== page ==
When it was announced that there would be a live-action remake of Mulan, we were ecstatic.
To see a long-time favourite Disney heroine of ours in flesh and bone breaking ancient Chinese tradition, challenging and dismissing gender stereotypes, becoming a fearsome warrior and putting her life on the line to save the whole of China, it was something we were looking forward to. We were ready to marvel at her decision to take the place of her ailing father in the army; we were ready to watch her journey as she grew from a girl to a fearsome female warrior; we were ready to stand alongside her and watch her as she saved China.
Then came reports to boycott the film:
‘PRO-DEMOCRACY ACTIVISTS CALL FOR BOYCOTT ON DISNEY’S MULAN AS LIU YIFEI SUPPORTS POLICE BRUTALITY’
‘DISNEY’S MULAN CAUSES BACKLASH AFTER LEAD ACTRESS EXPRESSED SUPPORT FOR HONG KONG POLICE’
‘MULAN BOYCOTT URGED AFTER LEAD STAR BACKS HK POLICE’
It’s a touch ironic, and quite funny just because of how ironic it is, that Mulan is a film about a woman fighting for the freedom of her people, and yet here was the lead actress, Liu Yifei, portraying said woman, actively supporting the fight against the freedom of her people. “I also support Hong Kong police. You can beat me up now,” the actress — a Chinese-born American — reportedly wrote. “What a shame for Hong Kong.”
It left a particularly sour taste in our mouths reading her controversial comments on her supporting the Hong Kong police; we weren’t well versed in what was happening at that time, but after seeing traumatising videos of police beating protesters (which, regardless of why they were protesting, is horrific and COMPLETELY unacceptable) and then doing some research and understanding what triggered the protest — it was the Extradition Bill, which is now suspended indefinitely — we decided that we couldn’t and wouldn’t be supporting the film — we don’t support or endorse anybody, any brand, any film or any company who don’t adhere to EVERYONE’S human rights.
We thought that was it, until a few days ago.
‘DISNEY’S MULAN WAS PARTIALLY FILMED IN XINJIANG, LEADING TO FRESH BOYCOTT CALLS’
‘MULAN ENDING CREDITS SPARK BACKLASH, CALLS TO BOYCOTT’
‘MULAN MOVIE BOYCOTT CALLS GROW OVER SCENES FILMED IN XINJIANG’
It seems when Disney released the film on Disney+ (but not before already-paying subscribers had to pay an extortionate $29.99 or £19.99, if in the UK, to stream it), they made a special shout-out in the ending credits to the ‘Publicity Department of CPC Xinjiang Uyghur Autonomous Region Committee’ — there are a population of Uyghur Muslims, who are an ethnic minority, that are being oppressed, and none other than in Xinjiang.
Disney filmed a portion of a film about a woman fighting for the freedom of her people in Xinjiang, a nation in China where more than one million Uyghur Muslims are reportedly being held in detention camps where they force slave labour, the sterilisation of Uyghur women to curb the population, and indoctrination. You can read the report from the BBC on it here.
Filming part of a film in such a controversial region…it begs the question: does Disney not care about human rights or social justice? Of all the places Disney could have picked to film, heck, they could’ve even gone for a green screen, they chose Xinjiang. Deadline reported that Christine McCarthy, Disney’s head of finance, said: ‘”In an effort to accurately depict some of the unique landscape and geography of the country of China for this period drama, we filmed scenery in 20 different locations in China. It’s common knowledge that, in order to film in China, you have to be granted permission. That permission comes from the central government.”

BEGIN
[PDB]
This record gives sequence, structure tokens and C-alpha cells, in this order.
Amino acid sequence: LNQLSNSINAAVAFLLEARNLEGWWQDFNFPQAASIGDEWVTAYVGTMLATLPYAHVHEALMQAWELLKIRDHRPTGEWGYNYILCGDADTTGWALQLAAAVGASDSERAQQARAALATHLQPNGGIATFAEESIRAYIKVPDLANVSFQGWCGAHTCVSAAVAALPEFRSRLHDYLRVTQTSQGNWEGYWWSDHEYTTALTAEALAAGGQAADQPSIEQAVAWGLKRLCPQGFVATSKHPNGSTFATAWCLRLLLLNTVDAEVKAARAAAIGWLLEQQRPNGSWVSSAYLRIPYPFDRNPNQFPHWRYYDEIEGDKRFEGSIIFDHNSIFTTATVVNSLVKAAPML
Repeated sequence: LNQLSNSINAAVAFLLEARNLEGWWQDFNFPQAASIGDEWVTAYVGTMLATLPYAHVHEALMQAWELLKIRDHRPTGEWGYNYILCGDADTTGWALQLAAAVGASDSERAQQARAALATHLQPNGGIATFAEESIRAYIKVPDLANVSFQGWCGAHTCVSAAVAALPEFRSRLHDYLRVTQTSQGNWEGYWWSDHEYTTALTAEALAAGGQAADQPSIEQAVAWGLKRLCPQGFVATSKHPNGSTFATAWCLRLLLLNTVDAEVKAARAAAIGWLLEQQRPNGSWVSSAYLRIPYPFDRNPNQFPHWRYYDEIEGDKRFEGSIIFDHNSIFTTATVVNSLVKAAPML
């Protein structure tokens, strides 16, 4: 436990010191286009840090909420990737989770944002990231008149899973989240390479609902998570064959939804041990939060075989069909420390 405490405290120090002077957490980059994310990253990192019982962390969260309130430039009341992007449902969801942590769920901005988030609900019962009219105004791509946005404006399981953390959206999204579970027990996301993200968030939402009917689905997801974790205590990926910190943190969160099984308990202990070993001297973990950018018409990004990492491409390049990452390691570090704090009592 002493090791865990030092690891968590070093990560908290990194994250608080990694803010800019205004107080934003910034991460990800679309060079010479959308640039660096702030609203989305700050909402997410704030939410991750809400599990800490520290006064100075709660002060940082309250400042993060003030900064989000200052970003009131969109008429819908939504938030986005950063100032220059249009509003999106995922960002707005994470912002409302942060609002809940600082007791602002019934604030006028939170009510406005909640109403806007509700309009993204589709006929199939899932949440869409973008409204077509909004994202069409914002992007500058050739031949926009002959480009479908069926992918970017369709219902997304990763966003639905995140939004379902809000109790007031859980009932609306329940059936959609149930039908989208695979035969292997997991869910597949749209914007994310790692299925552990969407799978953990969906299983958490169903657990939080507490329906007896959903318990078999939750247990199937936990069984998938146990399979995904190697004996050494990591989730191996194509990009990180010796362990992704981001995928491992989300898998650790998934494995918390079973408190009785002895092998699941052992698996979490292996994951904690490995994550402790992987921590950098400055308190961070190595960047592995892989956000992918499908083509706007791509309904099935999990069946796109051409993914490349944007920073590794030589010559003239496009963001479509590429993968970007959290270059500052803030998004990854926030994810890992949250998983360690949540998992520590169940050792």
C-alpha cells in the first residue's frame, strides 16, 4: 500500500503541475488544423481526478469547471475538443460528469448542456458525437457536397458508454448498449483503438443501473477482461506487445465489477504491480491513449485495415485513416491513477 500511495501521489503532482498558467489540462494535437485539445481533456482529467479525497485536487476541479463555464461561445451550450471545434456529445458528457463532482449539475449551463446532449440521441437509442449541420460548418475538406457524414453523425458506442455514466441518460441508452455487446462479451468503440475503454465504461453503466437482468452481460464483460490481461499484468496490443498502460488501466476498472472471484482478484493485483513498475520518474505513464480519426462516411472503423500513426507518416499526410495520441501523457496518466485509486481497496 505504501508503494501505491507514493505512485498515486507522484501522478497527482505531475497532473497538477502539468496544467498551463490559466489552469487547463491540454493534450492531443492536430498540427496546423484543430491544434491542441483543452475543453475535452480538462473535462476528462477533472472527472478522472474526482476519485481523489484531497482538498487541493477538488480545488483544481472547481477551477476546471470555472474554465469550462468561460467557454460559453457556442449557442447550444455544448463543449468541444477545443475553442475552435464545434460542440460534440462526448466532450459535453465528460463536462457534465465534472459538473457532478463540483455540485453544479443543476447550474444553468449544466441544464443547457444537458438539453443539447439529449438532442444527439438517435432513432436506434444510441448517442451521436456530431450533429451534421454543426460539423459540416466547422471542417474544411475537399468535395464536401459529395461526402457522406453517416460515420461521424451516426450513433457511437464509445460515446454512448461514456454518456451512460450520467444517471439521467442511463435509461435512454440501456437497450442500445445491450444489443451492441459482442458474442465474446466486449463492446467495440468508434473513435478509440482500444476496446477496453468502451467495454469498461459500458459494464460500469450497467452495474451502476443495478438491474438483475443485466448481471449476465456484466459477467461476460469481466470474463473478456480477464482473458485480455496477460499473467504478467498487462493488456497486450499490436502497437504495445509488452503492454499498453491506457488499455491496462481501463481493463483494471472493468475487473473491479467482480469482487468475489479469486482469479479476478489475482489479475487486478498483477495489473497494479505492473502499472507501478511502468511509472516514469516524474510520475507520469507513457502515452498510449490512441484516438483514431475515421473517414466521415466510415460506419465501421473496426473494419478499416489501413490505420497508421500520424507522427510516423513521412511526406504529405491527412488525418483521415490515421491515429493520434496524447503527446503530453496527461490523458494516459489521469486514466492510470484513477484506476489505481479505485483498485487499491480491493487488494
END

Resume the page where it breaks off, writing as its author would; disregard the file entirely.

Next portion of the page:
It’s evident to us all, then, that human rights mean nothing to Disney; Disney, like the rest of the world, would have been aware about the treatment of Uyghur Muslims in Xinjiang — it’s common knowledge. But purely because they wanted a certain aesthetic for the film, they stuck their head in the sand and went to the Chinese government for permission to film, and then thanked the ‘Publicity Department of CPC Xinjiang Uyghur Autonomous Region Committee’ for allowing them to film where they did.
As we previously said, we don’t support or endorse anybody, any brand, any film or any company who don’t adhere to EVERYONE’S human rights.
So we are not just boycotting the film; we are boycotting Disney.
They themselves know that Mulan has brought nothing but issues for them — Christine McCarthy told Deadline that the film ”has generated a lot of issues for us.” We can only hope that Disney will learn from the horrendous mistakes they’ve made and do better in the future.
We have a role to call out any and all corporations that value money above human rights, morality, humanity and ethics because if we don’t, we’d be endorsing them. Plain and simple. We need them to listen and unfortunately big companies like Disney — and yes, that includes you too, Netflix. Cuties? We see you — won’t listen if we just talk. But stop/threaten their cash flow, and they’ll lend their ear, which is why we’re completely behind the boycott of the film.
It’s a complete and utter shame that the first Disney film of culture, one which should have taken the world by storm, has been plagued by such scandal. It’s a shame that Mulan, which could have and should have made waves for being the first Chinese Hollywood Disney princess film, is sadly being remembered for bringing nothing but dishonour to us all.
Please sign and share the following petition to raise awareness about the abuse towards Uyghur Muslims: